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Feline Occult Hyperthyroidism

Deborah S. Greco, DVM, PhD

Endocrinology & Metabolic Diseases

|July 2003|Peer Reviewed

Profile
Hyperthyroidism is caused by usually bilateral (70%) adenomatous hyperplasia of the thyroid gland. Hyperthyroidism occurs in middle-aged to older (> 6 yr) cats; there is no breed or sex predilection. Hyperthyroid­ism occurs more frequently in indoor cats and those consuming a canned fish-based diet or diets containing liver flavor and giblets. The disease is common in certain coastal areas of the United States as well as in England and Australia, but is uncommon in Japan, France, and South Africa.

HISTORICAL AND PHYSICAL EXAMINATION FINDINGS
Historical findings include weight loss in conjunction with polyphagia, restlessness and increased activity, respiratory distress, weakness, vomiting, diarrhea, unkempt appearance or overgrooming, and such behavioral changes as aggression and inappropriate elimination. The most common physical examination finding is goiter (above image). Other physical examination findings may include tachycardia, panting, hyperthermia, anxiety and overactivity, mydriasis, and long toenails. On rare occasions, cardiac arrhythmia, gallop rhythm, or systolic murmurs may be found on auscultation. Common laboratory findings can include leukocytosis with eosinophilia, erythrocytosis, increased liver enzymes (alanine aminotransferase, aspartate aminotransferase, and alkaline phosphatase), and mild azotemia. Low serum cholesterol is an uncommon finding, and urinalysis is often unremarkable.
 

Basic Diagnosis
Hyperthyroidism can be diagnosed in approximately 90% of cats simply by measuring total serum concentrations of T4 (Table). However, this article focuses on the other 10%-those cats with occult hyperthyroidism that have clinical signs suggestive of hyperthyroidism (polyphagia, polydipsia, polyuria, weight loss, goiter) but exhibit normal serum total T4 concentrations at the time of examination. These cats may be challenging to diagnose for three reasons: 1) the hyperthyroidism may be mild or in the early stages, 2) the cat might have another nonthyroid illness that is suppressing total T4 into the normal range, and 3) T4 levels tend to fluctuate (on a daily basis or perhaps even more frequently).

Early or Mild Hyperthyroidism: Repeat the T4
Middle-aged and older hyperthyroid cats that present with weight loss and/or goiter but otherwise seem normal may be difficult to diagnose in the early stages of disease. Resting serum concentrations of both T4 and T3 are above the normal range in most cats with hyperthyroidism; however, some cats with hyperthyroidism (up to 10%) have serum concentrations of T4 that are within the mid- to high-normal range. Because many hyper­thyroid cats with normal serum concentrations of T4 have relatively early hyperthyroidism, it is likely that the thyroid hormone concentrations will eventu­ally increase into the thyro­toxic range if the disorder remains un­treated.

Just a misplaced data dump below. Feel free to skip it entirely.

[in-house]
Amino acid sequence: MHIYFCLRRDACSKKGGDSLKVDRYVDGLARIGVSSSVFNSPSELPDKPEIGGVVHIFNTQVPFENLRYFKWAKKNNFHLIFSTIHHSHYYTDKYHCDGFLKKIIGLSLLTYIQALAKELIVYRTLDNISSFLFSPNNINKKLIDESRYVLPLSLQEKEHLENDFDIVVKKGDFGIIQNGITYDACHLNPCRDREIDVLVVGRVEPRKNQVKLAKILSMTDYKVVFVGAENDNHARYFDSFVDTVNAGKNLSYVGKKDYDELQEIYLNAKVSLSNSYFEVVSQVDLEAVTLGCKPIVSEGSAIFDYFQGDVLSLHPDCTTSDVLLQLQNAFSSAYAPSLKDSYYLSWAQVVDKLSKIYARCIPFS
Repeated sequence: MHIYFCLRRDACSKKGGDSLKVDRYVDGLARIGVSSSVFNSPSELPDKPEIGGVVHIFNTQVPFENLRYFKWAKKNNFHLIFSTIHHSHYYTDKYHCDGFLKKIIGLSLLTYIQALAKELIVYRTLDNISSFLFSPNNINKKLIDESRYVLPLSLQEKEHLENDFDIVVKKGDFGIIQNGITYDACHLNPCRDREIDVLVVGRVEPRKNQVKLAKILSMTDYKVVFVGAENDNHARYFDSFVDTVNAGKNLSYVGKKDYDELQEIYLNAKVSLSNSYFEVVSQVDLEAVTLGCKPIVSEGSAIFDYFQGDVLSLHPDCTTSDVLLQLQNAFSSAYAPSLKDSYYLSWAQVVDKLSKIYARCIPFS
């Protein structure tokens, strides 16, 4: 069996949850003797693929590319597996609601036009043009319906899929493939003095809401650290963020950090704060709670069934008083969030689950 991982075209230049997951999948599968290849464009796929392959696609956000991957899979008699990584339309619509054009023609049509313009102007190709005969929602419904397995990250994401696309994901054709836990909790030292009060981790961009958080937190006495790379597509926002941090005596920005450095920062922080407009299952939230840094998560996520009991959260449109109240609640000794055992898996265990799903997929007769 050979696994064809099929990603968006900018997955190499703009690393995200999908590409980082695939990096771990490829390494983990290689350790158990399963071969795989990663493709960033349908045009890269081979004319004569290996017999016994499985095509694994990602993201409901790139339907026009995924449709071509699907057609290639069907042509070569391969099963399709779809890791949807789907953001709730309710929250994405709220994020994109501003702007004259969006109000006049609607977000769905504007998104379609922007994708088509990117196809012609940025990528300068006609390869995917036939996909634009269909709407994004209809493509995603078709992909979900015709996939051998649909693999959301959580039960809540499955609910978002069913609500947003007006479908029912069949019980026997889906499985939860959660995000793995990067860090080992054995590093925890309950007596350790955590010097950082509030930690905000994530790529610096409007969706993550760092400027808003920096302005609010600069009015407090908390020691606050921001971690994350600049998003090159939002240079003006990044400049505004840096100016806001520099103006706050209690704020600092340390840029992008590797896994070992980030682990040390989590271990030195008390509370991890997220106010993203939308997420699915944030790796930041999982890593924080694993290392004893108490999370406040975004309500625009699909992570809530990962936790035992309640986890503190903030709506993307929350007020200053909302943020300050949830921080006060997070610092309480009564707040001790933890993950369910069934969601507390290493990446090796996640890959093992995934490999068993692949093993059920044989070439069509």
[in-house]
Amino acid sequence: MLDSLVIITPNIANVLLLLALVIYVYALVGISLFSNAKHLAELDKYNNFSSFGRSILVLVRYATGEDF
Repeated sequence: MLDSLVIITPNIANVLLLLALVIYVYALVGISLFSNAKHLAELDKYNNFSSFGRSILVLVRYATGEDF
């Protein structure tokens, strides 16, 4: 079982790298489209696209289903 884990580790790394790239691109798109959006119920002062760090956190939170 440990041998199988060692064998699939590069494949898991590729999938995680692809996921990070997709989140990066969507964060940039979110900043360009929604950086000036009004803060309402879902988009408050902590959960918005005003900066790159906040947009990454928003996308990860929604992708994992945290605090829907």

Thyroid hormone concentrations in cats with mild hyperthyroidism may fluctuate into the normal range in some cats, suggesting that a diagnosis of hyperthyroidism cannot be excluded on the basis of the finding of a single normal to high-normal serum T4 or T3 result alone. In cats with clinical signs consis­tent with hyper­thyroidism and in cats with palpable thyroid nodules, more than one serum T4 determination could be required to confirm a diag­nosis. Therefore, the first step should always be to repeat the basal T4 measurement; the second serum T4 determination should be made at least 1 to 2 weeks later. An elevated serum T4 concentration is diagnostic of hyperthyroidism. However, a single serum T4 level in the normal range in a cat with hyperthyroid signs does not rule out the disease.

Because hyperthyroidism has become more common and recognized in its early stages, serum free T4 concentrations have recently been shown to be more diagnostic of early or "occult" hyperthyroidism. If the repeat T4 test is also equivocal, then free T4 is the next test indicated.

Circulating thyroid hormones can either be bound to carrier proteins or free (unbound) in the plasma. Most commercial T4 and T3 assays measure total concentrations, both free and protein-bound. Because only the free fraction of thyroid hormone is available for entry into the cells, free T4 determinations may provide a more consistent assessment of thyroid gland status than total T4 concentrations. The finding of a high free T4 concentration (despite mid- to high-normal levels of T4) in a cat with a consistent history (e.g., weight loss despite good appetite) and physical examination findings (e.g., palpable thyroid nodule) supports the diagnosis of early occult hyperthyroidism. However, measurement of free T4 levels does have the potential for false-positive results (see next section).

Clinician's Brief
The typical appearance of a thin, unkempt cat with long nails may not be present in the cat with early or mild hyperthyroidism.

Nonthyroid Illness with Suspected Hyperthyroidism: Free T4
In hyperthyroid cats with moderate to severe concurrent nonthyroid illness, such as re­nal disease, diabetes mellitus, systemic neoplasia, primary hepatic disease, or other chronic ill­nesses, normal serum thyroid hormone con­centrations may be found at the time of initial evaluation. Since severe nonthy­roid illness would be expected to decrease serum thyroid hormone concentrations into the low to undetectable range in sick cats without concurrent hyperthyroidism, con­comitant hyperthyroidism should be sus­pected in any middle- to old-aged cat with severe nonthyroid illness and normal serum T4 concentrations, es­pecially if signs of hyperthy­roidism are also present.